Author Topic: The Russian Revolution - Causes and/or Prevention?  (Read 46253 times)

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Offline Robert_Hall

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Re: The Russian Revolution - Causes and/or Prevention?
« Reply #45 on: April 10, 2005, 03:16:08 PM »
"No savior from on high delivers
no faith have we in prince or peer.
Ou own right hand the chains must secer,
the chains of hatred greed and fear"
 Adapted from a french factory workers song to become "The Internationale" of Communist Party fame.
Catchy tune.....
Life may not be the party we expected, but while we are here, might as well dance..

Do you want the truth, or my side of the story ?- Hank Ketchum.

Offline Elisabeth

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Re: The Russian Revolution - Causes and/or Prevention?
« Reply #46 on: March 31, 2006, 10:25:28 AM »
Do you think revolution was inevitable in Russia in the early twentieth century, or do you believe it could have been averted if Russia had not entered into World War I? Historians are divided into two basic camps on this issue. The optimists believe that, given more time, and peace, Russia would have gradually developed along democratic lines. The October Manifesto had instituted a constitutional monarchy; Stolypin's reforms of agriculture were slowly but surely creating a new peasant middle class that would ultimately support the tsarist regime. On the other hand, the pessimists believe that Russia was ripe for revolution, with or without the October Manifesto and Stolypin's reforms, and that World War I only sped up what was the inevitable outcome anyway - the Russian Revolution.

I myself have not quite made up my mind on this question, so I am curious to know what other people here think.
« Last Edit: April 11, 2009, 12:00:39 PM by Alixz »
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Offline Chelsea

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Re: The Russian Revolution - Causes and/or Prevention?
« Reply #47 on: April 01, 2006, 08:58:57 PM »
My AP European History textbook has several first hand accounts of major historical events including the Russian revolution, this is from the memoirs of Maurice Paleologue, a french ambassador, I found it interesting to read not only a first hand account but the account of a foriegner in the midst of the turmoil.

Monday, March 12, 1917
    At half-past eight this morning, just as I finished dressing, I heard a strange and prolonged did which seemed to come from the Alexander Bridge.  I looked out: there was no one on the bridge, which usually presents such a busy scene.  But, almost immediately, a disorderly mob carrying red flags appeared at the end which is on the right bank of the Neva, and a regiment came towards it from the opposite side.  It looked as if there would be a violent collision, but on the contrary the two bodies coalesced.  The army was fraternizing with revolt.
    Shortly afterwards, someone came to tell me that the Volhynian regiment of the Guard had mutinied during the night, killed its officers and was parading the city, calling on the people to take part in the revolution and trying to win over the troops who still remain loyal.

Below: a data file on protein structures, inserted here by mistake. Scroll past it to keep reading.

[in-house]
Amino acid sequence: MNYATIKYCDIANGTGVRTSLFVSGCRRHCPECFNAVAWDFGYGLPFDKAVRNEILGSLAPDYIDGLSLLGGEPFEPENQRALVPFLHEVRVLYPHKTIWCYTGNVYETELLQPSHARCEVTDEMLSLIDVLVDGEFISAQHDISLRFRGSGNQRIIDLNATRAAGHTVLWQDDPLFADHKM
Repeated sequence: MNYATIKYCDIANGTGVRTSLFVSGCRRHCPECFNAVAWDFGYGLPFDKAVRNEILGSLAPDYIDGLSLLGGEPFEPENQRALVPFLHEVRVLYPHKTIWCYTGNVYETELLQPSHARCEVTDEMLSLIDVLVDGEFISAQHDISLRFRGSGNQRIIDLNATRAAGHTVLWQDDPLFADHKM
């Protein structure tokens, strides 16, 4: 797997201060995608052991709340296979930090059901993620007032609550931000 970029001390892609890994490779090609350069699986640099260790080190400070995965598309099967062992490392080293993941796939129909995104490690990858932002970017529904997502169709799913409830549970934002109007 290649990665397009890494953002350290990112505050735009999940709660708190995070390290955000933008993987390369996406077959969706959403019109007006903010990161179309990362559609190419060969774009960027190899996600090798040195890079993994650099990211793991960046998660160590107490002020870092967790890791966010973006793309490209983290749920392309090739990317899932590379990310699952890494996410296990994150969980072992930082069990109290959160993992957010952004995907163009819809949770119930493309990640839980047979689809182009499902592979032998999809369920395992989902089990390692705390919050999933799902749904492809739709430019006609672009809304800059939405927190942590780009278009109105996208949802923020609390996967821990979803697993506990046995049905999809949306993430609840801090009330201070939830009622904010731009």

At ten o'clock there was a sharp burst of firing and flames could be seen rising somewhere on the Liteiny Prospekt which is quite close to the embassy.  Then silence.  Accompanied by my military attache Lieutenant-Colonel Lavergne, I went out to see what was happening.  Frightened inhabitants were scattering through the streets.  There was indescribable confusion at the corner of the Liteiny.  Soldiers were helping civilians erect a barricade.  Flames mounted from the Law Courts.  The gates of the arsenal burst open with a crash.  Suddenly the crack of machine-gun fire split the air: it was the regulars whe had just taken up position near the Nevsky Prospekt.  The revolutionaries replied.  I had seen enought to have no doubt as to what was coming.  Under a hail of bullets I returned totheembassy with Lavergne who had walked calmly and slowly to thehottest corner out of sheer bravado.
     About half-past eleven I went to the Ministry for Foreign Affairs, picking up Buchanan [British ambassador] on the way.
     I told Pokrovski [Russian foriegn minister] everything that I had just witnessed.
    "So it's even more serious than I thought," he said.
     But he perserved unruffled composure, flavoured with a touch of scepticism, when he told me of the steps on which the ministers had decided during the night:
     "The sitting of the Duma has been prorogued to April and we have sent a telegram to the Emperor, begging him to return at once.  With the exception of M. Protopopov, my colleagues and I all thought that a dictatorship should be established without delay; it would be conferred upon some general whose prestige with the army is pretty hight, General Russky for example."
     I argued that, judging by what I saw this morning, the loyalty of the army was already too heavily shaken for our hopes of salvation to be based on the use of the "strong hand", and that the immediate appointment of a ministry inspiring confidence in the Duma seemed more essential than ever, as there is not a moment tolose.  I reminded Pokrovski that in 1789, 1830, and 1848, three French dynasties were overthrown because they were too late in realizing the significance and strength of the movement against them.  I added that in such a grave crisis the representative of allied France had a right to give the Imperial Government advice on a matter of international politics.